The Degree Decision Quandry

I have finished another semester at Southern Seminary. At this point, my mind turns to what I’m doing here and what the best way for me to finish is. If I continue to pursue a Master of Divinity in Christian Ministry here at Southern, I will be here roughly three more years. If I switch my track to the Master of Arts in Theology and the Arts, I will finish in approximately a year and a half. Honestly, that has its appealing points to it at this point. This is an incredibly tough call, though, and far from made. Here are some of my thinking points, and I appreciate any contributing thoughts.

The Master of Arts is an esteemed degree. Many great ministers have had Master of Arts degrees (the first I think of is Mark Driscoll, who I admire greatly among living preachers, as well as friends I know) and some schools offer almost exclusively Master of Arts degrees with specializations and only a standard Master of Divinity offered without specializations. Indeed, one of the most prestigious evangelical Bible schools, Wheaton College and Graduate School, has no M.Div. degree at all, and yet its M.A. program has turned out some of the most notable pastors and scholars of the last century. Southern Seminary is a bit different, featuring not only a host of M.A. degrees with specializations, but M.Div. degrees with specializations as well. The M.A. track is recommended mainly for those not going into direct pastoral ministry. However, currently, the Theology and the Arts track is only available in the M.A. The M.Div. track is currently going through a “wait and see” period, and there is the possibility that it will not come to fruition, at least in an expedited manner.

Meanwhile, the Master of Arts in Theology and the Arts is a very unique degree. The only other degree like it in the evangelical world is Fuller Seminary’s M.A. in Worship, Theology, and the Arts. The engagement of the arts in the life of the local church and the universal Church as a whole is a wide open field right now. With such an exclusive degree as only Southern and Fuller currently provide, this would set me up for unique ministry opportunities in and of itself, even if it is not a Master of Divinity. It provides me with a masters degree that allows me to teach on theology, the arts, and the relationship between the two. It helps me to make theologically astute visual art, literature, film, and whatever else God calls me to do.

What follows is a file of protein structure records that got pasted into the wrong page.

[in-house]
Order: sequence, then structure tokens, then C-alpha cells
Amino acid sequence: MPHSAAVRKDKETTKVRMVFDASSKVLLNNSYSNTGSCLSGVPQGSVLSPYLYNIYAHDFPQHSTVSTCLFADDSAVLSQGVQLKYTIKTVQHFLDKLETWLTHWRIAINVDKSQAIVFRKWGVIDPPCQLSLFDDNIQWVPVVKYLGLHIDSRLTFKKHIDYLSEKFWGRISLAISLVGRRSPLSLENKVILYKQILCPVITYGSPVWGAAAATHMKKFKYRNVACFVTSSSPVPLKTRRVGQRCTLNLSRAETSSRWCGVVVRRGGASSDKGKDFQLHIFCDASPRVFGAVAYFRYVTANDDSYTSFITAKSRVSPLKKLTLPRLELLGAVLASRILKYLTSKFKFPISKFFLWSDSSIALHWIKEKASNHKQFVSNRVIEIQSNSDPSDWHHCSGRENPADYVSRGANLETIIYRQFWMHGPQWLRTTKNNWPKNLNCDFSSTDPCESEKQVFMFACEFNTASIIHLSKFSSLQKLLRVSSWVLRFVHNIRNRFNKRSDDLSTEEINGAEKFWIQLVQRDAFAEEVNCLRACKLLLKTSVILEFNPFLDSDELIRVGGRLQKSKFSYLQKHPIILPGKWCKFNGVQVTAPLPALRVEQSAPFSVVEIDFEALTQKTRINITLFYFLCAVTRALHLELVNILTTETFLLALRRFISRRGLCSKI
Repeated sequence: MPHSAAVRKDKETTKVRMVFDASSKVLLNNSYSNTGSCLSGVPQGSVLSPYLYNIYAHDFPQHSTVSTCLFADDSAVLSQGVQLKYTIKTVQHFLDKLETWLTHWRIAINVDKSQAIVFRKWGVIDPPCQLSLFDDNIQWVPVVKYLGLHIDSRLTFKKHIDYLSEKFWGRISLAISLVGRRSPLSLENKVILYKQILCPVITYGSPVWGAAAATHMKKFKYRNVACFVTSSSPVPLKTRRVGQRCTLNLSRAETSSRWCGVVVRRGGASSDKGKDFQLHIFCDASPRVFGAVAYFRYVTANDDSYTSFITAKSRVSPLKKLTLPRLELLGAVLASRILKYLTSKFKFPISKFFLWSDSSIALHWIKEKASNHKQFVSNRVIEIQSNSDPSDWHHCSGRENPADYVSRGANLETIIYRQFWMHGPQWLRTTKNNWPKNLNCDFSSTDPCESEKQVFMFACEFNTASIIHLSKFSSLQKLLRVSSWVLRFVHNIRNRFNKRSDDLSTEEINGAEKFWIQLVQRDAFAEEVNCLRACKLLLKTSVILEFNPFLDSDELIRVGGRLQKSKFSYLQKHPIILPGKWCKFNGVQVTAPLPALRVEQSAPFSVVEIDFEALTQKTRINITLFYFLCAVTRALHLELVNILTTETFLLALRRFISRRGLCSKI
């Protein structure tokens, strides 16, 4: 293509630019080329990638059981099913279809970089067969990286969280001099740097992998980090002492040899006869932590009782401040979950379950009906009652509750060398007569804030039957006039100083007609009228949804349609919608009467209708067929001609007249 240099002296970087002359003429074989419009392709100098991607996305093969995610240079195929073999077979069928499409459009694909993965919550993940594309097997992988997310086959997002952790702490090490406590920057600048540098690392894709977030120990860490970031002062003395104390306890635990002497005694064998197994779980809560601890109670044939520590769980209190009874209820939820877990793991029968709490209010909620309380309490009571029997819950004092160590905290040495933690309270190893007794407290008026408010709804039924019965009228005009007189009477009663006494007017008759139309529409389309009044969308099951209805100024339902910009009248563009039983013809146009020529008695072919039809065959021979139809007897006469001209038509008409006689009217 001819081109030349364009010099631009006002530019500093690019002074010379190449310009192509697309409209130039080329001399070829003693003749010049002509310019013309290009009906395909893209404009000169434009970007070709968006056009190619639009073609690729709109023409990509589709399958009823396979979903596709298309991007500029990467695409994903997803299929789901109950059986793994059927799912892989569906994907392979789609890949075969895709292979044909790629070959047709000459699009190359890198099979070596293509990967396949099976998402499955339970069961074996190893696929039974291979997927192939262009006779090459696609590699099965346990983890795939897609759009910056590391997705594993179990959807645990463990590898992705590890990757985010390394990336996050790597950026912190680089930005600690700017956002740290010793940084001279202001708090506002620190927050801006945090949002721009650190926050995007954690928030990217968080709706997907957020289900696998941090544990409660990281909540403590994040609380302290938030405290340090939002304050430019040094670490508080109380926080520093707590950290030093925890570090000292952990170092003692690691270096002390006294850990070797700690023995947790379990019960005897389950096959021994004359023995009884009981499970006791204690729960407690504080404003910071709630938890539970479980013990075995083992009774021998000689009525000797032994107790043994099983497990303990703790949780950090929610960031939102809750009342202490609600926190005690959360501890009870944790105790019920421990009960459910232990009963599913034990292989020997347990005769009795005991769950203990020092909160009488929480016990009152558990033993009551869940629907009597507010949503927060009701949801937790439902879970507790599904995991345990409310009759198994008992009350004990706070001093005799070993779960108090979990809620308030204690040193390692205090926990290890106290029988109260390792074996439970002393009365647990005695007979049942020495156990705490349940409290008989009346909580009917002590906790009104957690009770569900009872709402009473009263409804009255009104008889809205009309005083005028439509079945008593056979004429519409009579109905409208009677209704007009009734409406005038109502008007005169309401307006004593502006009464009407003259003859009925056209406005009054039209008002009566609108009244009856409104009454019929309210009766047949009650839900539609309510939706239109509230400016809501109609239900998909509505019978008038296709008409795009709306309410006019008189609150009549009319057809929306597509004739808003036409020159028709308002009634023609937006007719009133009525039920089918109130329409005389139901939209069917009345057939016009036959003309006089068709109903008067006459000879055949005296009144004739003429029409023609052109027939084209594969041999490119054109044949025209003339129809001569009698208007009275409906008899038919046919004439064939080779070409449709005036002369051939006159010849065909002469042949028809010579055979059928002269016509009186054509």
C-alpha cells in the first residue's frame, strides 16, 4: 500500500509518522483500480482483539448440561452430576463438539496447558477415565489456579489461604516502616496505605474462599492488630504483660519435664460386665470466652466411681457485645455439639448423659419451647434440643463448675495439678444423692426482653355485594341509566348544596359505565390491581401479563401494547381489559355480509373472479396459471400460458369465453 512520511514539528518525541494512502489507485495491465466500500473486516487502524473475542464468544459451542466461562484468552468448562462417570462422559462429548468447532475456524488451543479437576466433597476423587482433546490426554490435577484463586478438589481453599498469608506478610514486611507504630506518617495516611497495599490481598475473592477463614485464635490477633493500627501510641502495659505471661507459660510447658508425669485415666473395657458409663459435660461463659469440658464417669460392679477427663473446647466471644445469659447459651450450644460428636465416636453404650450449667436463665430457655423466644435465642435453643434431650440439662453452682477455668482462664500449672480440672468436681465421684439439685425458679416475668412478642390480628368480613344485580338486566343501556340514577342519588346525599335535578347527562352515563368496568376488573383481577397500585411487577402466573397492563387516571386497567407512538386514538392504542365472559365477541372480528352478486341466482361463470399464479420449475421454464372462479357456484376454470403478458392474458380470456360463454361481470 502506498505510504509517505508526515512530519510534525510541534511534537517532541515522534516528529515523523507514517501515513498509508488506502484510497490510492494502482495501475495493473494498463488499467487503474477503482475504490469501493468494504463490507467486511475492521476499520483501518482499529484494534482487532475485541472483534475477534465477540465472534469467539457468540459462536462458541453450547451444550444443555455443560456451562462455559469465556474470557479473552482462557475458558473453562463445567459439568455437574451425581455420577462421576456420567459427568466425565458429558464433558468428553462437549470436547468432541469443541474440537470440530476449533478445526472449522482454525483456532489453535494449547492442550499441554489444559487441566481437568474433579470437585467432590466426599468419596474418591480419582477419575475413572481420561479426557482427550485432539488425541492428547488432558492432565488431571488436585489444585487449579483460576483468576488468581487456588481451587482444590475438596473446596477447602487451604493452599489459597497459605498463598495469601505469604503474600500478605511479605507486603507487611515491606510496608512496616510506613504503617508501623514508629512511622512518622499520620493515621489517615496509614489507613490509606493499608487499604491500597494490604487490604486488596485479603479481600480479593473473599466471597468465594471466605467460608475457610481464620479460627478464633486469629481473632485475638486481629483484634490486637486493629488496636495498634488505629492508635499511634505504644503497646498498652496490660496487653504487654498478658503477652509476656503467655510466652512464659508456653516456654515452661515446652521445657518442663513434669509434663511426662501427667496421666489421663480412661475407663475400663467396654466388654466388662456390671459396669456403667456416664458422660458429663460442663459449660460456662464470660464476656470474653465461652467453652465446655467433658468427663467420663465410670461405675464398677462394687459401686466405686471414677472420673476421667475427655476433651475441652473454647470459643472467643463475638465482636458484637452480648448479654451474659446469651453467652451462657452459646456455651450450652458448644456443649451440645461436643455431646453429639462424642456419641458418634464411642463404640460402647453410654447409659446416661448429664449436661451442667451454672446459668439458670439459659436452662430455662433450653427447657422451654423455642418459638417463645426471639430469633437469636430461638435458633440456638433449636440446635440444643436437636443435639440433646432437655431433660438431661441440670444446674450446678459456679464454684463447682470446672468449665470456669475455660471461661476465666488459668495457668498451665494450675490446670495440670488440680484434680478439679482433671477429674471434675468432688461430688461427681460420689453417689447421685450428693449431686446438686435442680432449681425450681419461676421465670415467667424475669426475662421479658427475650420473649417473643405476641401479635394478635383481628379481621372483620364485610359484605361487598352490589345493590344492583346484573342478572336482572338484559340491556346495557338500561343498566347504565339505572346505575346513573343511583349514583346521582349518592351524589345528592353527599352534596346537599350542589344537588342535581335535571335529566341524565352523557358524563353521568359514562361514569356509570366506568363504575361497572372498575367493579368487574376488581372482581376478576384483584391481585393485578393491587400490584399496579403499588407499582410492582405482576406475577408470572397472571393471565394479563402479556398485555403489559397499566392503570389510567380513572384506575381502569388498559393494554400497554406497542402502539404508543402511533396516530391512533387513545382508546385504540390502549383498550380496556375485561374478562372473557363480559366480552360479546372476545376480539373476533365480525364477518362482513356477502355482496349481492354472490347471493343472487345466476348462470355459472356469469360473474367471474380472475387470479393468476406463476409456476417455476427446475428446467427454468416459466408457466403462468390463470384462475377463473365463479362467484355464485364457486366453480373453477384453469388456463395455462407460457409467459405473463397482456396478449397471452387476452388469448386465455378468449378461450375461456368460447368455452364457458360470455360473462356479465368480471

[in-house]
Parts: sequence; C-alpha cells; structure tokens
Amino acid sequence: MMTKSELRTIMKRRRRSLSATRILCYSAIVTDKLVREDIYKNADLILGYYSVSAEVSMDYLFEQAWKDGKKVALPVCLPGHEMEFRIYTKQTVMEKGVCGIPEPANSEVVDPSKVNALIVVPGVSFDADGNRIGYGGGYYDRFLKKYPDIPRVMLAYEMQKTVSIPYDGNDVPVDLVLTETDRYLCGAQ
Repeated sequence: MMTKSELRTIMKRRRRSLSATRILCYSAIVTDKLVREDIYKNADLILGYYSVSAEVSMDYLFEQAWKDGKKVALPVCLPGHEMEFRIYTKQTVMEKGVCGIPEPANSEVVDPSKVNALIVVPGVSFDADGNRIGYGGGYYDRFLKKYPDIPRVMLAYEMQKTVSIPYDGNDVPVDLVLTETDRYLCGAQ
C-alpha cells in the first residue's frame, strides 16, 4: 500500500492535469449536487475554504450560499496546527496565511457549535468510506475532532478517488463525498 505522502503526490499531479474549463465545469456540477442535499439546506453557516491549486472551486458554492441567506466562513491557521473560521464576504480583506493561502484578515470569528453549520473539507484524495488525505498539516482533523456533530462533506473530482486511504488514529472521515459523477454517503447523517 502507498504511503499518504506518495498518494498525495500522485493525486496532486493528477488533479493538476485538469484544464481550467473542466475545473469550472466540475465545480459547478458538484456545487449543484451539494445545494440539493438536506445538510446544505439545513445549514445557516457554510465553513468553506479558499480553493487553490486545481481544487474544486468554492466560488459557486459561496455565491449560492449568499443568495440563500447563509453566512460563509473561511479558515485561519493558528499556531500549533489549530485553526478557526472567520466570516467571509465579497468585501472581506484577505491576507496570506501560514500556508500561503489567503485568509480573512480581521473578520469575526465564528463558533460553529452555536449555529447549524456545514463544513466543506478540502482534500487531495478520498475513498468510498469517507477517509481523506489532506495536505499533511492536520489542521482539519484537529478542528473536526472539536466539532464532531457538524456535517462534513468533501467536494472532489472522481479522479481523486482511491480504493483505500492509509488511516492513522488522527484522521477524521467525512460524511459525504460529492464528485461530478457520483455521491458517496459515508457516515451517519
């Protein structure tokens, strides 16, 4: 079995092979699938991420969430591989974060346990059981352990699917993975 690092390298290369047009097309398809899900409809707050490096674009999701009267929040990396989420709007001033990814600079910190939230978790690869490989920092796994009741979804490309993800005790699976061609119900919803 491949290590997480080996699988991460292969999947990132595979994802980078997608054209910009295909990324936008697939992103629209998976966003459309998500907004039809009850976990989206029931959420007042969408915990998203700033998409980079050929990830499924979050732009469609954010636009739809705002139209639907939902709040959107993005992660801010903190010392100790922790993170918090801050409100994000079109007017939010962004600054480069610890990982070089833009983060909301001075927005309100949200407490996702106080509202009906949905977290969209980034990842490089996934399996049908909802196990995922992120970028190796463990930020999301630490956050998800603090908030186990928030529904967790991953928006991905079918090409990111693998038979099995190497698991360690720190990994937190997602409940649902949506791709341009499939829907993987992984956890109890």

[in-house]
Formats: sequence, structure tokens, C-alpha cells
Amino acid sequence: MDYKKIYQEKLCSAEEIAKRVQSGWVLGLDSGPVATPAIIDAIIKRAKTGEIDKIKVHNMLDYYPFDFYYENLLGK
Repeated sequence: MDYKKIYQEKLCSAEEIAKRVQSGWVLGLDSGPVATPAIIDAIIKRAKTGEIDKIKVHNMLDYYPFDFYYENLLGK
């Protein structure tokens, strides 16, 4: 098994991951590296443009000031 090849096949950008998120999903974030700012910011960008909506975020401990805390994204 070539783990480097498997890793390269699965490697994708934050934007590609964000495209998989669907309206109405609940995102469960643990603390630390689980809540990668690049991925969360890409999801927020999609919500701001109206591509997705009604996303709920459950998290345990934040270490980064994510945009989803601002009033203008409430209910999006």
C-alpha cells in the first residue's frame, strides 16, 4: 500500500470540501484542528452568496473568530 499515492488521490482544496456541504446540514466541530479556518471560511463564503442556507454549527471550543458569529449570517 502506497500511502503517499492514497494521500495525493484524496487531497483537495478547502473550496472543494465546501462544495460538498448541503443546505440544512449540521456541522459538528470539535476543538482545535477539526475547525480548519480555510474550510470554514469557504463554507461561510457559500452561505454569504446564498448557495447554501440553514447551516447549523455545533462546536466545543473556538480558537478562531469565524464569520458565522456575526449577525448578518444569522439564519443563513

However, there are things that I must consider. The Master of Arts is not a Master of Divinity, and that is just that. The M.Div. is what is typically pursued by pastors. It is also what is typically required if one decides to pursue a higher theologically-centered research degree such as a Master of Theology (Th.M.), a Ph.D., or a practical degree such as a Doctor of Ministry (D.Min.). The M.Div. has more Greek/Hebrew study and more practical classes such as preaching and counseling that are not required study for the M.A. students. This is why the M.Div. is generally not the track most recommended for pastors in comparison with the M.Div.

On the other hand, these classes can be taken by M.A. students for no credit, at their own discretion. Also, again, there are many, many pastors who have been very successful in the M.A. track. Meanwhile, the track is highly recommended for those who are going to be teachers, which is what I intend on doing. The fact is, while I do see myself helping plant a church and being a contributing elder, the role of head pastor is not something I would necessarily choose for myself. This brings me to my next area, which has a great influence on this decision: just what do I want to do?